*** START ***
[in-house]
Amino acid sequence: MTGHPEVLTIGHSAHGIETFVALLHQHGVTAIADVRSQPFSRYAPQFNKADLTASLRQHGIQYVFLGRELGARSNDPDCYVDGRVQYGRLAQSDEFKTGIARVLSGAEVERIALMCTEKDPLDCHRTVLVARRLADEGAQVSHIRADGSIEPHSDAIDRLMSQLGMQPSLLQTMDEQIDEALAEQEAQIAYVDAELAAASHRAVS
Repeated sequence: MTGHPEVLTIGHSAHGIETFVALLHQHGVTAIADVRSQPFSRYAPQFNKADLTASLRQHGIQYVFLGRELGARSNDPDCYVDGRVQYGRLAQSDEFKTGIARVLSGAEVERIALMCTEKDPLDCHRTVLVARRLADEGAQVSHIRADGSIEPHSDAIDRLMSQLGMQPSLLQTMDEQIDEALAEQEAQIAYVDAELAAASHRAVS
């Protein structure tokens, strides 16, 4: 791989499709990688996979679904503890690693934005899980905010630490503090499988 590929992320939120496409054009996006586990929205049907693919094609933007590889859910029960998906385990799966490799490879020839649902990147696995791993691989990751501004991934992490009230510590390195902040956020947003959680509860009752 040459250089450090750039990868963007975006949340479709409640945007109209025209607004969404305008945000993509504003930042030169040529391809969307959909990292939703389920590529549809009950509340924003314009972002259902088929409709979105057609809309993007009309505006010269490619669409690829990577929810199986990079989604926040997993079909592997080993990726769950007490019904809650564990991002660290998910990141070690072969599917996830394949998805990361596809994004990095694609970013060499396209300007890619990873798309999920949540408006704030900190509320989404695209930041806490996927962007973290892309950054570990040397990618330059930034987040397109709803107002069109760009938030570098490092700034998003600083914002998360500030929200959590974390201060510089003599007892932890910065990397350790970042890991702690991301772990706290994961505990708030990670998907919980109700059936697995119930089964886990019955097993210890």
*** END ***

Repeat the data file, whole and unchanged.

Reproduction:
[in-house]
Amino acid sequence: MTGHPEVLTIGHSAHGIETFVALLHQHGVTAIADVRSQPFSRYAPQFNKADLTASLRQHGIQYVFLGRELGARSNDPDCYVDGRVQYGRLAQSDEFKTGIARVLSGAEVERIALMCTEKDPLDCHRTVLVARRLADEGAQVSHIRADGSIEPHSDAIDRLMSQLGMQPSLLQTMDEQIDEALAEQEAQIAYVDAELAAASHRAVS
Repeated sequence: MTGHPEVLTIGHSAHGIETFVALLHQHGVTAIADVRSQPFSRYAPQFNKADLTASLRQHGIQYVFLGRELGARSNDPDCYVDGRVQYGRLAQSDEFKTGIARVLSGAEVERIALMCTEKDPLDCHRTVLVARRLADEGAQVSHIRADGSIEPHSDAIDRLMSQLGMQPSLLQTMDEQIDEALAEQEAQIAYVDAELAAASHRAVS
């Protein structure tokens, strides 16, 4: 791989499709990688996979679904503890690693934005899980905010630490503090499988 590929992320939120496409054009996006586990929205049907693919094609933007590889859910029960998906385990799966490799490879020839649902990147696995791993691989990751501004991934992490009230510590390195902040956020947003959680509860009752 040459250089450090750039990868963007975006949340479709409640945007109209025209607004969404305008945000993509504003930042030169040529391809969307959909990292939703389920590529549809009950509340924003314009972002259902088929409709979105057609809309993007009309505006010269490619669409690829990577929810199986990079989604926040997993079909592997080993990726769950007490019904809650564990991002660290998910990141070690072969599917996830394949998805990361596809994004990095694609970013060499396209300007890619990873798309999920949540408006704030900190509320989404695209930041806490996927962007973290892309950054570990040397990618330059930034987040397109709803107002069109760009938030570098490092700034998003600083914002998360500030929200959590974390201060510089003599007892932890910065990397350790970042890991702690991301772990706290994961505990708030990670998907919980109700059936697995119930089964886990019955097993210890």